So where to start on this one?
The obvious place to start is the fact that this is not based on a real car. The Toyota 2000GT Roadster was never a production car. A normal 2000GT was turned into a convertible for a James Bond flick because Sean Connery was too tall for the car. So in that sense, this model is more like KITT or the Back to the Future Delorean than any other replicas, because it is based on a real car, but modified enough to be unique to the movie or TV show it was in.
But let’s be honest, that is interesting in a film-buff way only, and this is a toy car blog. From a replica standpoint, this is a must-have model. And it is still a surprise to see it as a Hot Wheels car.
It has been awhile, but think about how much of a surprise the Toyota 2000GT was when it debuted in the mainline as a Super Treasure Hunt. As far as I know, that is the first model to debut as a Super. It was supposed to be its mainline debut only, as it was slated to be part of the final batch of Hot Wheels Racing, but the that batch was cancelled. (It has become Hot Wheels lore. The lineup in that final batch was all JDM, and was stellar.) Thankfully the tool was done, and it was moved forward into the mainline.
JDM was just starting to heat up in the diecast world, and the Toyota’s debut as a Super helped push the scene into the stratosphere. There were other factors, of course, and it makes for a very interesting story. One that I will write another time. But the 2000GT was so out of left field, it surprised a lot of people, and introduced a lot of people to the world of j-tin.
And after a couple of years in the mainline, the casting took this year off, but it is returning with a vengeance. The release of Roadster is first, followed by the RLC version in Shelby Racing livery later this year. Methinks we will see more of it later as well. It is a casting that surely deserves it.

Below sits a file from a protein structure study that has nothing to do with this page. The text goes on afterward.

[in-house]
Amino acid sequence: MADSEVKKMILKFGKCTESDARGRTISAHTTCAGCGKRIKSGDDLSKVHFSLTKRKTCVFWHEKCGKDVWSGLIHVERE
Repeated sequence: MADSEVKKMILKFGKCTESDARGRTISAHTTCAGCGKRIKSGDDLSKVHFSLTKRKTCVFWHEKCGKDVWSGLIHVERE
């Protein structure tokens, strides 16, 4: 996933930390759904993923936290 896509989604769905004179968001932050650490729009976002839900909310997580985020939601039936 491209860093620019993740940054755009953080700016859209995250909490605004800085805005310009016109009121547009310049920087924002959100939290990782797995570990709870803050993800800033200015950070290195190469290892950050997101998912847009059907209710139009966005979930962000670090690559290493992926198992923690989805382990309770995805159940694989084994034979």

As far as the Roadster goes, this is about as pretty a model as Hot Wheels can do. It is one of those “should have been a Matchbox” models, along with the Aston Martin DB5. But it doesn’t matter, because the execution on both models is stellar. And while Matchbox usually wins the basic wheel competition, they have nothing to batch the beautiful lace real riders. So, I guess we can throw this in the “Glad this is a Hot Wheels” category.
Retro Entertainment should continue into the next year, and we hope it does if it means more models like this. The Toyota 2000GT Roadster joins models like the DB5, Dodge Macho Power Wagon, and Ferris’s Ferrari as pinnacle Hot Wheels models. Models that could end up one-offs, but we wouldn’t miss based on how nice their Retro versions were. In fact, we haven’t seen the Ferrari 250 California or Macho Power Wagon since, and we really don’t need to.
I would love to see what Hot Wheels does with future versions of the Roadster, but I am more interested in more versions of the hardtop. This Roadster is a fantastic model, and won’t be topped by anything later.
An easy candidate for Model of the Year…
Hot Wheels Toyota 2000GT Roadster (2015 Retro Entertainment – James Bond You Only Live Twice):